Dircks and Pepper: A Tale of Two Ghosts

It is often told that in the 1860s, John Henry Pepper used science and technology to invent a ghost.

Or did he?

This is the surprisingly tricky question that we will try to answer in this lengthy post.

It is a somewhat sad and recurring theme in science that many discoveries are not named after the actual people that discovered them.  In fact, this phenomenon is so common that it has a name — Stigler’s law.  Appropriately, Stigler’s law was, in fact, first discovered by Robert Merton.

This effect is not necessarily the result of deception or injustice.  The history of science is complicated, and it so happens that things are often “discovered” multiple times before their significance is truly appreciated and recorded by the scientific community. One example is Snell’s Law, which describes how the direction of light changes when it crosses the boundary between two different transparent materials.  Named for Willebrord Snellius who observed it in 1621, it was noted by English astronomer Thomas Harriot twenty years before, and in fact had been first discovered by Persian mathematician Ibn Sahl in 984.

In the case of “Pepper’s ghost,” the issue is weighing the relative contributions of two discoverers who each made important contributions. There are in fact two key inventors whose roles must be examined: John Henry Pepper (1821-1900) and Henry Dircks (1806-1873).  Their story inextricably entwines science, engineering, legal theory, and entertainment.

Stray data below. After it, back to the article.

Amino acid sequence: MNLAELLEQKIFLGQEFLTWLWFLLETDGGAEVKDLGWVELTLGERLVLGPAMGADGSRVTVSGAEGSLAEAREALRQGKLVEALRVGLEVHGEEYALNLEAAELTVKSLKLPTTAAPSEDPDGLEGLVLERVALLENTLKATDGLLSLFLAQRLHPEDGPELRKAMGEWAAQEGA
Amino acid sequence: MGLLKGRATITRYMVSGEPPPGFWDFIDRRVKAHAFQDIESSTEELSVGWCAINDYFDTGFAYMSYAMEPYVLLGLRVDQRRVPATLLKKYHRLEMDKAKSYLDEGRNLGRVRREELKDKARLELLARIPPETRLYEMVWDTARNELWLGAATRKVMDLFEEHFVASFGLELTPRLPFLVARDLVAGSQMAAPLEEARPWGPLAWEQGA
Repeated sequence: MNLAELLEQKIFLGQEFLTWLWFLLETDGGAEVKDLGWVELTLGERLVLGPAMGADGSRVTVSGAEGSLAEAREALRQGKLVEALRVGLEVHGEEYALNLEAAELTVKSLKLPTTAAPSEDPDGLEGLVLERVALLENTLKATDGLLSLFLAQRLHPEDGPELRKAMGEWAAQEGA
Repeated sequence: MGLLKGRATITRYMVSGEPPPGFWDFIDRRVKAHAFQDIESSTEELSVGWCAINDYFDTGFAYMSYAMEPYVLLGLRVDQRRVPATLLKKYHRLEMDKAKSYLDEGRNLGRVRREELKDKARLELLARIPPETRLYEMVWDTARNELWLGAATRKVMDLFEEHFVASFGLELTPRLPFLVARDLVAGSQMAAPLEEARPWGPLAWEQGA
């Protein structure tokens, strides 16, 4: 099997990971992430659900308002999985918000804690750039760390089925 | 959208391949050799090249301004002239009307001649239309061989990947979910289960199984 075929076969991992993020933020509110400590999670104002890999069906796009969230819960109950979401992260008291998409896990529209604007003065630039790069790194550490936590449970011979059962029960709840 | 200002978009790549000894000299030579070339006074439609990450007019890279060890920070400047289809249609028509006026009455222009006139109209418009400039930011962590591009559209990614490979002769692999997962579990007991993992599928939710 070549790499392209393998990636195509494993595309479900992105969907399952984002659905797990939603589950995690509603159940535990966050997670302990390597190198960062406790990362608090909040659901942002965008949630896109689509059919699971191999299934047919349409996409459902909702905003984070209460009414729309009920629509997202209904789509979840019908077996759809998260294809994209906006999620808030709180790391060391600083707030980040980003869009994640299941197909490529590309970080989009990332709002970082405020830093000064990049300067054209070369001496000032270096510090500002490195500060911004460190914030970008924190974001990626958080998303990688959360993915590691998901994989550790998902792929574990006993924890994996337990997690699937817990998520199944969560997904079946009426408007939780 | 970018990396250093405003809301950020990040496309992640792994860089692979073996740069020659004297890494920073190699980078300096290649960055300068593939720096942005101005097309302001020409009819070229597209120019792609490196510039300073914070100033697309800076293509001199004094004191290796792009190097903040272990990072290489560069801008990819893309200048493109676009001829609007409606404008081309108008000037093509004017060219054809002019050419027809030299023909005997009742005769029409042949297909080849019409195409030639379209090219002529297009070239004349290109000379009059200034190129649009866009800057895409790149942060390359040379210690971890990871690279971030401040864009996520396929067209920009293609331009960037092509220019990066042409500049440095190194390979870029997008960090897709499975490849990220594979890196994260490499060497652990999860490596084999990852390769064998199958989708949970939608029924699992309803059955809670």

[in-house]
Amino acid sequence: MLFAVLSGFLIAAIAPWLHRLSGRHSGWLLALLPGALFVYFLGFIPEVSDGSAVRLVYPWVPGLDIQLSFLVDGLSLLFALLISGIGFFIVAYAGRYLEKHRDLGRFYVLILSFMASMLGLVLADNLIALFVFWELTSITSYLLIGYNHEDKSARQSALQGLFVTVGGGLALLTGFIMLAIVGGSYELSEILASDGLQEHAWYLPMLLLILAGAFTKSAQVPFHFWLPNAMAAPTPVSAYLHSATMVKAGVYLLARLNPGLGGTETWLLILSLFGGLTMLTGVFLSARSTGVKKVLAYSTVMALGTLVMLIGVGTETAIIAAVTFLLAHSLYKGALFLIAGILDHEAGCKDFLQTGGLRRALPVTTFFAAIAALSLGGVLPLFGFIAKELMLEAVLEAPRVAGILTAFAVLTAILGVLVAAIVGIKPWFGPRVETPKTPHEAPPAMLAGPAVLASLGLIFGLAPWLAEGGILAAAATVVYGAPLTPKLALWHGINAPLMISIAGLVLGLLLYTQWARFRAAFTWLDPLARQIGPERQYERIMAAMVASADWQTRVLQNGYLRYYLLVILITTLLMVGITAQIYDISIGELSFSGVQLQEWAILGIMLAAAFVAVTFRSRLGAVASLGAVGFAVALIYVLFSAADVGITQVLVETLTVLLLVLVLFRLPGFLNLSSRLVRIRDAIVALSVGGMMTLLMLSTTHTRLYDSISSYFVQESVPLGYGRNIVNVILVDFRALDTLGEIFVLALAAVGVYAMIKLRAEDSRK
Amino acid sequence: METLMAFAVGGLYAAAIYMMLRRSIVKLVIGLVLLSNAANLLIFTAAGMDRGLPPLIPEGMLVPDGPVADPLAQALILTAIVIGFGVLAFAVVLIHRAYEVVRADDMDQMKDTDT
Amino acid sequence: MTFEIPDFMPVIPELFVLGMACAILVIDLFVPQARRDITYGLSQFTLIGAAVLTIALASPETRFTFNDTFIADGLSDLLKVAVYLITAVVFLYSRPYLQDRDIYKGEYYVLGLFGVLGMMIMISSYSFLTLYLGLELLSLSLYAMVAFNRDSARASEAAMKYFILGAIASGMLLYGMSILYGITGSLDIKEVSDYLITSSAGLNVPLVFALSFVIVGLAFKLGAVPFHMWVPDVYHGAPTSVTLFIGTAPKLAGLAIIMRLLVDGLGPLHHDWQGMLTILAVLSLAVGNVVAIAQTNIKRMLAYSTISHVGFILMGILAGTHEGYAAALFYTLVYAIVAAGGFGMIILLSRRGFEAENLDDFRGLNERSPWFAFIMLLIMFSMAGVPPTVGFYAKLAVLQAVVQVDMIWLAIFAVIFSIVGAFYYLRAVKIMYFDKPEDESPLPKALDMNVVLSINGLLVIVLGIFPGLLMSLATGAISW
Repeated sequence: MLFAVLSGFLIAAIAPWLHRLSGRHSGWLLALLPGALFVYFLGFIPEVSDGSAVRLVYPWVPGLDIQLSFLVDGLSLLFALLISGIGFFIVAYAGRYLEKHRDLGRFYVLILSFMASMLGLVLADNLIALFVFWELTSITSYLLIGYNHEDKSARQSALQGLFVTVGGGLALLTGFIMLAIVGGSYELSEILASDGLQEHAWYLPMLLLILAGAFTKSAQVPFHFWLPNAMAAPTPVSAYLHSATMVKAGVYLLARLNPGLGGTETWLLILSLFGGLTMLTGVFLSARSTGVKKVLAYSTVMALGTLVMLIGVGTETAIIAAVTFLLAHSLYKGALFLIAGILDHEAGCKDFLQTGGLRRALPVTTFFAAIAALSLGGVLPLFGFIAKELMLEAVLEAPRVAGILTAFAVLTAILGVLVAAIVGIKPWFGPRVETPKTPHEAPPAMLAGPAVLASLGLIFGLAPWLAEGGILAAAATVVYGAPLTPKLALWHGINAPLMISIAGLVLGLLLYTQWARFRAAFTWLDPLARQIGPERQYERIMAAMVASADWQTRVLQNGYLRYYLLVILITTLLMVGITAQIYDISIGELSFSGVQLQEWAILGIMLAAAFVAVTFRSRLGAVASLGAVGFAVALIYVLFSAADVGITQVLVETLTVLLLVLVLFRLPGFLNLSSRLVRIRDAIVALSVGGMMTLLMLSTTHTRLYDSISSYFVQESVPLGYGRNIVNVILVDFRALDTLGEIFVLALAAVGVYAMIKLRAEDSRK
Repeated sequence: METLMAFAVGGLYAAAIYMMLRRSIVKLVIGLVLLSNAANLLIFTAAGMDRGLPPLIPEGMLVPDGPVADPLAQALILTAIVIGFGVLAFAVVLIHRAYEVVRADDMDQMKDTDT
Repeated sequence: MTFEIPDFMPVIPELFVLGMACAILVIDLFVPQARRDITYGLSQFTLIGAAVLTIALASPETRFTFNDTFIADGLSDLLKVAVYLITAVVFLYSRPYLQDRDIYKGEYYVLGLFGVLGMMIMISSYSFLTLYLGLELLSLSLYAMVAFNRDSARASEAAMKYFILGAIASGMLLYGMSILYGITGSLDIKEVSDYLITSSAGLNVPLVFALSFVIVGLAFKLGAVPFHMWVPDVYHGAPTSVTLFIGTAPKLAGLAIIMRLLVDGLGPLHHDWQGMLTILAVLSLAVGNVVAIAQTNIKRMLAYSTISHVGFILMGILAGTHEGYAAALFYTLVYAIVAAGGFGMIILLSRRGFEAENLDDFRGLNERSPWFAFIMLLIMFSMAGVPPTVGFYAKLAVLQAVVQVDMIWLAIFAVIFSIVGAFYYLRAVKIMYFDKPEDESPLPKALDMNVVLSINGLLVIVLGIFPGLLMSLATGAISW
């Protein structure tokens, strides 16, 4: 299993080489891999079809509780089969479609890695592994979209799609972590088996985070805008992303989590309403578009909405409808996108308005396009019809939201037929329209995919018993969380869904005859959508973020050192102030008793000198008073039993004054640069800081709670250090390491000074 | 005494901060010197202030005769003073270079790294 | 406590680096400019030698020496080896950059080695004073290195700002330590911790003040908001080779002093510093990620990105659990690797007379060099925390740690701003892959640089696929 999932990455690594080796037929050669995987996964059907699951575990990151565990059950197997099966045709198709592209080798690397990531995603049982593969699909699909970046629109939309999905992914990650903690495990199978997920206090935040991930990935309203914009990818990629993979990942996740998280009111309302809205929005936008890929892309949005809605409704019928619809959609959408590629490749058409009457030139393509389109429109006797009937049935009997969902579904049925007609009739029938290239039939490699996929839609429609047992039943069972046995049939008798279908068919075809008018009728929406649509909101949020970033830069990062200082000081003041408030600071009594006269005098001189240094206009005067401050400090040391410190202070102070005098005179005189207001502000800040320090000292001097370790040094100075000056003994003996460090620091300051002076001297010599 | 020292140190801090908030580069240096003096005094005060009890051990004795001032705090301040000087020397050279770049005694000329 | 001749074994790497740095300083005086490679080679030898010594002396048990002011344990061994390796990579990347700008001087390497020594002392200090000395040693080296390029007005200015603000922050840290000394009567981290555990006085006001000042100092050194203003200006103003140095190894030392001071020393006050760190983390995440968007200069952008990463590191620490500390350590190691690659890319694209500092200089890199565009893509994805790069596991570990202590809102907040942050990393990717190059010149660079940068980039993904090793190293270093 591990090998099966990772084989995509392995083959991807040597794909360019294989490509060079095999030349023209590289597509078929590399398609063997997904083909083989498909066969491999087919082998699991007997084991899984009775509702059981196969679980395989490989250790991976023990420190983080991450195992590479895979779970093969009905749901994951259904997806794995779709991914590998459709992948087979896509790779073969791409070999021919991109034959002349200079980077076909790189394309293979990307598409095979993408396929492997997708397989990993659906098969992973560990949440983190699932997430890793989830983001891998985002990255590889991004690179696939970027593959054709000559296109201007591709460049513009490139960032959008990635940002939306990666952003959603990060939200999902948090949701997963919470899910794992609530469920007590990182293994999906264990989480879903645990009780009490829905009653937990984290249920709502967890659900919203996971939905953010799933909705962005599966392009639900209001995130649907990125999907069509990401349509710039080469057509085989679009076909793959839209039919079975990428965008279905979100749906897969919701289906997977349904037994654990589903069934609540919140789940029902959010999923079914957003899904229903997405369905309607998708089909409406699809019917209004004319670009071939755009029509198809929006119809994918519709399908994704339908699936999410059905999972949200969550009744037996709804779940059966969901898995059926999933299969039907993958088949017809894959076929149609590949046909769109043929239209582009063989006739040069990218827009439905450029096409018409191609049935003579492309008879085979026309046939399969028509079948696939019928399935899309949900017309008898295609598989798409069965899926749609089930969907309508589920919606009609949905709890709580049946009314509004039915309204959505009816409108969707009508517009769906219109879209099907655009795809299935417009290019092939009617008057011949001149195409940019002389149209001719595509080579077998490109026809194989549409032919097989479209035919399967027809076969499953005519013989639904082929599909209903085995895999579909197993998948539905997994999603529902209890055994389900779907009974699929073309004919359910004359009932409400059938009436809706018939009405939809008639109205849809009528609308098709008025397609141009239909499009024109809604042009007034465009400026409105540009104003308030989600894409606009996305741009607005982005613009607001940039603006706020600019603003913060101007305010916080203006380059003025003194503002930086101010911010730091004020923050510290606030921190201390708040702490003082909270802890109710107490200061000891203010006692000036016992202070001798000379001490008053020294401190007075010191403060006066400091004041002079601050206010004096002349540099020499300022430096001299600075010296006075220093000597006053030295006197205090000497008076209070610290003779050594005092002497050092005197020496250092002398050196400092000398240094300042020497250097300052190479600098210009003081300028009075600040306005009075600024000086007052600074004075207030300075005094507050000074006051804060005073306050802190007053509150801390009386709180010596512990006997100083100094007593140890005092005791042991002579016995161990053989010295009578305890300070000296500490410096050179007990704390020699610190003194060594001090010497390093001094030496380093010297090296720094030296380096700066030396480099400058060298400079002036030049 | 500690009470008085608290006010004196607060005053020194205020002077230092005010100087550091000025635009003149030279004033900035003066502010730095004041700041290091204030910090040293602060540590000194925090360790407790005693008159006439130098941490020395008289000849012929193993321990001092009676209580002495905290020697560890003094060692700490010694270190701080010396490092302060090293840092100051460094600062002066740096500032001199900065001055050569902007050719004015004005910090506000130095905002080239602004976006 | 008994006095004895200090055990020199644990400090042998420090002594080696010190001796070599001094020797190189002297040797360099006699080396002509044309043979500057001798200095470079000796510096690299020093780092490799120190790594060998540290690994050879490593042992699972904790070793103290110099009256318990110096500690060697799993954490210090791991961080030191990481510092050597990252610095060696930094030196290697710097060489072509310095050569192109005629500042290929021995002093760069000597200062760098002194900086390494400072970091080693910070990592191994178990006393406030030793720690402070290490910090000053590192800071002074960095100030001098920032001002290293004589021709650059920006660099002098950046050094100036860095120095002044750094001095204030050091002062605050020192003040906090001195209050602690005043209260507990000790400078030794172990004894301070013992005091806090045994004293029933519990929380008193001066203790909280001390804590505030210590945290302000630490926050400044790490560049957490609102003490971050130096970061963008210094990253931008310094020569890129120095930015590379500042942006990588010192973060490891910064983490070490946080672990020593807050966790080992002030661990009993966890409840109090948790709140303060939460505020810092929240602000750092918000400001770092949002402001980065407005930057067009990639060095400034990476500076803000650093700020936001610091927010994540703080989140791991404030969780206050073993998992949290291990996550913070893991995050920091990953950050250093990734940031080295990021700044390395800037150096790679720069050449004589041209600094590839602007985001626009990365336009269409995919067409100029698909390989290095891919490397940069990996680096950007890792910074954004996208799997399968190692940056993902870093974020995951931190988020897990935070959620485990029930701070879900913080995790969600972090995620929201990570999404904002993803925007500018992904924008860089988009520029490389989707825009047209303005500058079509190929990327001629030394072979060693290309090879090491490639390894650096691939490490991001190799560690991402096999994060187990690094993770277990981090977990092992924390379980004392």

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Posted in History of science, Optics | Leave a comment

The Valancourt Book of Horror Stories

I’ve been following Valancourt Books almost since they started publishing books back in 2005 (and of course I’ve written a number of book intros for them).  It has been really exciting to see them expand from their origins in reprinting very rare Victorian (and earlier) novels, to reprinting 20th century classics, to printing original anthologies.  This past October, they released a wonderful new anthology, The Valancourt Book of Horror Stories (VBHS).


This is not the first anthology released by Valancourt, but it seems like a new direction, as it is, I believe, the first that is inspired by and drawn from the list of authors that they have contracted with.  The result is an incredibly diverse collection with stories by classic authors that stretch over 200 years.

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Posted in Horror | Leave a comment

Foundation, by Isaac Asimov

It is a truly daunting task to try and write a blog post about an utterly unique and undisputed classic of literature like Isaac Asimov’s Foundation (1951). On the other hand, it is almost impossible to not write about such a book after reading it, considering the torrent of ideas it bombards and infuses you with.  I’ve never gotten very deep into science fiction in my life, and in recent years I’ve been trying to correct that by hunting down the classics: Foundation does not disappoint.


Originally a series of short stories that was turned into a novel, Foundation chronicles 150 years of history of an organization called, well, the Foundation, which has been created in a remote corner of the galaxy to preserve the history and knowledge of humanity and restore it after what amounts to a galactic Dark Age.

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Posted in Politics, Science fiction | 12 Comments

Dinosaur feathers and other oddly-discovered science

Several days ago, a truly awe-inspiring and beautiful scientific achievement was announced to the public: the discovery of the first piece of amber ever found to actually contain the preserved tissue from the tail of a dinosaur, including bones, flesh — and feathers.

Photo by R.C. McKellar of the Royal Saskatchewan Museum, via The Guardian.

Photo by R.C. McKellar of the Royal Saskatchewan Museum, via The Guardian.